Do You Have to Bribe Your Audience to Listen to You? | Media Training

Do You Have to Bribe Your Audience to Listen to You? | Media Training

I attended a “free” dinner presentation from a local asset management company here in Long Island the other evening. The company had to “bribe” a room full of people to come by promising and delivering a steak dinner at a fancy restaurant. Then, after the pitch, they tried to “bribe” everyone to make an appointment for a more detailed sales pitch by giving out large chocolate bars to those who made appointments.

Does this work?

Apparently so; the asset management company manages $2 billion. And with a typical management fee of 1%, that means fees of $20 million–not bad when split among just a dozen partners.

So something is working well.

But the presentations themselves were awful. The two speakers talked a lot about “I” and “Me” and never once mentioned how they helped any one specific client in real, tangible terms. Both gave boring, tedious, data-dumping presentations that were entirely unmemorable.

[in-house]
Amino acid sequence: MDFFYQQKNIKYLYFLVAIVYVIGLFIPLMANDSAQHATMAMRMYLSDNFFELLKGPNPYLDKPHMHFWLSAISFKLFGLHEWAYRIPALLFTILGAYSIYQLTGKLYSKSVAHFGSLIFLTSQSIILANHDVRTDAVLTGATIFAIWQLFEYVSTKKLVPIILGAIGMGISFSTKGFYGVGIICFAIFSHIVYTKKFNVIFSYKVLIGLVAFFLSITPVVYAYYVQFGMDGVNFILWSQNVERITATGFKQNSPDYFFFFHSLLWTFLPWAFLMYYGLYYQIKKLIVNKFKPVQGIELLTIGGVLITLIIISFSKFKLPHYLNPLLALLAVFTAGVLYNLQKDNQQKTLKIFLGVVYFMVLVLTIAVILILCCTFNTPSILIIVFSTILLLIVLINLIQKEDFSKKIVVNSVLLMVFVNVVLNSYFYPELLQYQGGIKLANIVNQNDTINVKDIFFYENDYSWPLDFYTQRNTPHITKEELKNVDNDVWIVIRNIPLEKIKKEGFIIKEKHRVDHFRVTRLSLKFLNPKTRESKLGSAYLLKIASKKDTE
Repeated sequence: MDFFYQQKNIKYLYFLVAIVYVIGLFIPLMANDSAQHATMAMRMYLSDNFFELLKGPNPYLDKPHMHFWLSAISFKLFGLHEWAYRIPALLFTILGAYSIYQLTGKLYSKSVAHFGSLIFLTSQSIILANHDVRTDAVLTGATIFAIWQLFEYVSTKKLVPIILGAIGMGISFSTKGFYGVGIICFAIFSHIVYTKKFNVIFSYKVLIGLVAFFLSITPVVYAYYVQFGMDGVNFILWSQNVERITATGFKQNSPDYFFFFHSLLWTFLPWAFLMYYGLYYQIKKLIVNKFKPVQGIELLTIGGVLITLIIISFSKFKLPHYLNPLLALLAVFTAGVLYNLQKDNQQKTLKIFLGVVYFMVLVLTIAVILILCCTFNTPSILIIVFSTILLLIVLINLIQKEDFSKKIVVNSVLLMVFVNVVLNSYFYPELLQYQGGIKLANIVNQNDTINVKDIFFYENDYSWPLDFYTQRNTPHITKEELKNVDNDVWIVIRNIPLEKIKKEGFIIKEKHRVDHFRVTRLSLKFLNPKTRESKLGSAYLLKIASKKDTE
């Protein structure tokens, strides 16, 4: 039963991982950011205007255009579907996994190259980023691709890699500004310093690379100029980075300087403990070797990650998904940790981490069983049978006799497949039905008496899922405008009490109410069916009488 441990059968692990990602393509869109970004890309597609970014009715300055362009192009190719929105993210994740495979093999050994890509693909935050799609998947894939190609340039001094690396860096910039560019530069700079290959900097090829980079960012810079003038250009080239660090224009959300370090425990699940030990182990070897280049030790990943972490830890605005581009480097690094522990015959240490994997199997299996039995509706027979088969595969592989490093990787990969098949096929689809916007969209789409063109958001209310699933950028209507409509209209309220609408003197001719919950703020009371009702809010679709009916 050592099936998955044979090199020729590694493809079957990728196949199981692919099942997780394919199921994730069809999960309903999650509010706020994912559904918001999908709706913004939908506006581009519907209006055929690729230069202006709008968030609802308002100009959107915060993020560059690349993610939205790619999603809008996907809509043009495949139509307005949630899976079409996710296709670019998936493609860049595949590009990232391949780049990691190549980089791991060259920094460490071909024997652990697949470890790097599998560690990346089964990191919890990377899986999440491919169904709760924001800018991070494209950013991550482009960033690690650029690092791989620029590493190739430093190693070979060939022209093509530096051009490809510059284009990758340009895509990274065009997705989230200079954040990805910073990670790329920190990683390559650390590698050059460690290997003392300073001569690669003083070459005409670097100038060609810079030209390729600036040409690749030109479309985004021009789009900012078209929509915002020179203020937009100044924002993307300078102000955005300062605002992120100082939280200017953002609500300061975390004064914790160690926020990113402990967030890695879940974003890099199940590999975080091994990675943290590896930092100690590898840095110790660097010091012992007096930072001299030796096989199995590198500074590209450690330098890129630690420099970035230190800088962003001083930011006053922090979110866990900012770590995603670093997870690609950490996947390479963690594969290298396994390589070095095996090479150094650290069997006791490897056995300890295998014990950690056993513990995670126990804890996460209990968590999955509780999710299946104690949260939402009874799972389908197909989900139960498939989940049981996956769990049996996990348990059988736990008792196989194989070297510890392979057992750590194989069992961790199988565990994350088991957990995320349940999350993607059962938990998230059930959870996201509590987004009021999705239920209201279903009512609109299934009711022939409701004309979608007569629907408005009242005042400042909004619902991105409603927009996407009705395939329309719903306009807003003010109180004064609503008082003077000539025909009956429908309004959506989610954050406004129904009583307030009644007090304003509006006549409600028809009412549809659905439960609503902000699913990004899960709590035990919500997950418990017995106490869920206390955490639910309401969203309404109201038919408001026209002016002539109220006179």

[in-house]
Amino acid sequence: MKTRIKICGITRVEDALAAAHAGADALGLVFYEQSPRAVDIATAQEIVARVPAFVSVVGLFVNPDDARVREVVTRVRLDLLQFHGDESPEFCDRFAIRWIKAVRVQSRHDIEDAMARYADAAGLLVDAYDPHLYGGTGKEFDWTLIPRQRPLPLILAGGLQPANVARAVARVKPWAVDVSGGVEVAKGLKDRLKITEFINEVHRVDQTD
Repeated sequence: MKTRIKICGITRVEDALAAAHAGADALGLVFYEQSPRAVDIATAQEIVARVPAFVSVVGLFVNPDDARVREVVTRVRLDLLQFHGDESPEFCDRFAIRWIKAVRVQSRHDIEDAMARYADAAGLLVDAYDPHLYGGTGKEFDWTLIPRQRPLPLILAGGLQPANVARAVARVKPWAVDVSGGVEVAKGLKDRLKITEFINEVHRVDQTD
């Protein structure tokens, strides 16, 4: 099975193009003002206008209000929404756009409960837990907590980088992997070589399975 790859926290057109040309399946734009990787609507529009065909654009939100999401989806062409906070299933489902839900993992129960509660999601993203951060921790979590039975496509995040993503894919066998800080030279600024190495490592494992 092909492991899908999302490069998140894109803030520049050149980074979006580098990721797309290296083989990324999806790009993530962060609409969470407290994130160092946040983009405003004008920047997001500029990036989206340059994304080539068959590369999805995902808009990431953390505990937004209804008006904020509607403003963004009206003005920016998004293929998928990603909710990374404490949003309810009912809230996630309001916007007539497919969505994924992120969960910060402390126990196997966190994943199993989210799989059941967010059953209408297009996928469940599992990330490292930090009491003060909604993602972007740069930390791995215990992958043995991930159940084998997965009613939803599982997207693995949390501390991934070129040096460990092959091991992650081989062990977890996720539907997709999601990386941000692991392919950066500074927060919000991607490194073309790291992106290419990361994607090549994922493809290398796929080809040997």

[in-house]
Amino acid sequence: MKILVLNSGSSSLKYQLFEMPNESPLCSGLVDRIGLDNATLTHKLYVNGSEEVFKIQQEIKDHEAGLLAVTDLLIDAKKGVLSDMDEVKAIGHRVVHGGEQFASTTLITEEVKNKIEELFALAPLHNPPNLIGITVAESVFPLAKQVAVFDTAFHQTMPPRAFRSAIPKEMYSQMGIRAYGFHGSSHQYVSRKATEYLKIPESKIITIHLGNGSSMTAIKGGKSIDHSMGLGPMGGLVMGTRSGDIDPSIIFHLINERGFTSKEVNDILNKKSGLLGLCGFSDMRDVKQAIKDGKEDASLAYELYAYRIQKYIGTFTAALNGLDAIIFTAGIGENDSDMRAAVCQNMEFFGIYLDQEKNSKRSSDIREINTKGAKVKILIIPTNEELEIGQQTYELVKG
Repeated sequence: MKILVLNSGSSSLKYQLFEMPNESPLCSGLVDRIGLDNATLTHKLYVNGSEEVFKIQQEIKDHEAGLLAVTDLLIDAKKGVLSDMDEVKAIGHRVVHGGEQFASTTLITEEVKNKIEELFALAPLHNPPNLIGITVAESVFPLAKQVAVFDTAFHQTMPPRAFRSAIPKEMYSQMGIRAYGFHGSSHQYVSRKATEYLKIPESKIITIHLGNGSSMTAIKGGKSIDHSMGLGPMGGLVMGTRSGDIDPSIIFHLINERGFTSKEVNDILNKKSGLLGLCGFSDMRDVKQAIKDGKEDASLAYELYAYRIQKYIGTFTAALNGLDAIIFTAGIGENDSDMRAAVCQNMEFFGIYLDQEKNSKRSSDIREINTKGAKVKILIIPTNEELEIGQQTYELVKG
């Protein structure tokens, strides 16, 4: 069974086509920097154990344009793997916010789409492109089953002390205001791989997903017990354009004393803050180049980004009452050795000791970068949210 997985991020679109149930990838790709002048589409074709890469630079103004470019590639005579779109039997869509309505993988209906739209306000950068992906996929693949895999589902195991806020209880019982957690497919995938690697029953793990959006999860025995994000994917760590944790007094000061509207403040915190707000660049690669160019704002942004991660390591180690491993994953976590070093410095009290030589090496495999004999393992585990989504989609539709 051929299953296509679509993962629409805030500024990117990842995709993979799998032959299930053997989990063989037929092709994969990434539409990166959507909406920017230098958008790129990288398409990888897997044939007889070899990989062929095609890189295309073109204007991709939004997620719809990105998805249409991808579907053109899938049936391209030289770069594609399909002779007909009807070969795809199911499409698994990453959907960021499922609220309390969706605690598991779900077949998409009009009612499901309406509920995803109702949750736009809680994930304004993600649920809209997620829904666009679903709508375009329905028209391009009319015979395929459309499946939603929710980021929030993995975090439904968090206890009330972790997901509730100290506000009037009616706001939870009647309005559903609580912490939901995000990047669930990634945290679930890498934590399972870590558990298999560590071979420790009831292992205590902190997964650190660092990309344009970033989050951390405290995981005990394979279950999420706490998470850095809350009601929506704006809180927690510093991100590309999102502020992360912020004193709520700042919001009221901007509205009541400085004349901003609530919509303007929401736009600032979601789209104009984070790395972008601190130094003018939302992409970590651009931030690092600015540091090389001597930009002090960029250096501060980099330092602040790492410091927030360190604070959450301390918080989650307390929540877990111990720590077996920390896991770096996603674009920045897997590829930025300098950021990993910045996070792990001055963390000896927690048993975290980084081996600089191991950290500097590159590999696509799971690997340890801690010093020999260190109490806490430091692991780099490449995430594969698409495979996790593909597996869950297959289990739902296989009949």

And yet both presenters were successful. Sometimes it pays to have an audience with low expectations and be in an industry where the norm is terrible presentations.

But the question for me in these situations is “why spend tends of thousands of dollars a year on advertising to get people in a room to hear a speech and tens of thousands of dollars on food and then spend zero dollars making sure the presentation is actually good?”

TJ Walker is a public speaking and media training coach. You can reach him at or at 212.764.4955.


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